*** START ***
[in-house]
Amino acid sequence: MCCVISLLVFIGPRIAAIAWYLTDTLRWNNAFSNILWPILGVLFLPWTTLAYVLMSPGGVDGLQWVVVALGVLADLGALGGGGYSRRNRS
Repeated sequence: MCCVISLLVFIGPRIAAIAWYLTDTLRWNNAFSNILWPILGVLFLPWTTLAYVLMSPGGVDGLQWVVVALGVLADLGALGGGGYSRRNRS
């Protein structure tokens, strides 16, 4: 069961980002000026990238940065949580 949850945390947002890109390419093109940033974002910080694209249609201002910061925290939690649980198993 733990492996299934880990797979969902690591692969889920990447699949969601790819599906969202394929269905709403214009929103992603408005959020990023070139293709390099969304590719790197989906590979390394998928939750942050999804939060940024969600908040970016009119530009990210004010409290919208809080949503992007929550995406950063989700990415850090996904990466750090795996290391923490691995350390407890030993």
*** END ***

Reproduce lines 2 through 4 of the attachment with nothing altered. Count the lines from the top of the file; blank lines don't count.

Amino acid sequence: MCCVISLLVFIGPRIAAIAWYLTDTLRWNNAFSNILWPILGVLFLPWTTLAYVLMSPGGVDGLQWVVVALGVLADLGALGGGGYSRRNRS
Repeated sequence: MCCVISLLVFIGPRIAAIAWYLTDTLRWNNAFSNILWPILGVLFLPWTTLAYVLMSPGGVDGLQWVVVALGVLADLGALGGGGYSRRNRS
């Protein structure tokens, strides 16, 4: 069961980002000026990238940065949580 949850945390947002890109390419093109940033974002910080694209249609201002910061925290939690649980198993 733990492996299934880990797979969902690591692969889920990447699949969601790819599906969202394929269905709403214009929103992603408005959020990023070139293709390099969304590719790197989906590979390394998928939750942050999804939060940024969600908040970016009119530009990210004010409290919208809080949503992007929550995406950063989700990415850090996904990466750090795996290391923490691995350390407890030993």